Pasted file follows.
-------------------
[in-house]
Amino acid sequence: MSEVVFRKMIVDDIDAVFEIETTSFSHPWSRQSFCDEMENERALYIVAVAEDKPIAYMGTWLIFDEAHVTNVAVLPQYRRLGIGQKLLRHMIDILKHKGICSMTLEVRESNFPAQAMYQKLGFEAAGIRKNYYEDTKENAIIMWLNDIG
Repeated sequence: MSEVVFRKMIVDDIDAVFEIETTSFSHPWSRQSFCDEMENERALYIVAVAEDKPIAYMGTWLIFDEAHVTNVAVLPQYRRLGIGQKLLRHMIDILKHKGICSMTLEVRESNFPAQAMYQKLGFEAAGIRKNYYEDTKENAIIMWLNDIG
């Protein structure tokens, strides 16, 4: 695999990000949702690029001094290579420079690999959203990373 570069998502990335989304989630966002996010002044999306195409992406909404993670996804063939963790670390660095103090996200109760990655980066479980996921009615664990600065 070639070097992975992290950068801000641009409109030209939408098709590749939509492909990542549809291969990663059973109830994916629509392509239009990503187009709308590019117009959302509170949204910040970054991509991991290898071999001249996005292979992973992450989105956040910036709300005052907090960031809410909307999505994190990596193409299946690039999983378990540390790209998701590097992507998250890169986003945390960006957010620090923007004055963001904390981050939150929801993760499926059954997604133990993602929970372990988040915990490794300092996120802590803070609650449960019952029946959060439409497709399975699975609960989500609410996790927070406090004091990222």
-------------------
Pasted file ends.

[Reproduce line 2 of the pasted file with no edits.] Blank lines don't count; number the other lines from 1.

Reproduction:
Amino acid sequence: MSEVVFRKMIVDDIDAVFEIETTSFSHPWSRQSFCDEMENERALYIVAVAEDKPIAYMGTWLIFDEAHVTNVAVLPQYRRLGIGQKLLRHMIDILKHKGICSMTLEVRESNFPAQAMYQKLGFEAAGIRKNYYEDTKENAIIMWLNDIG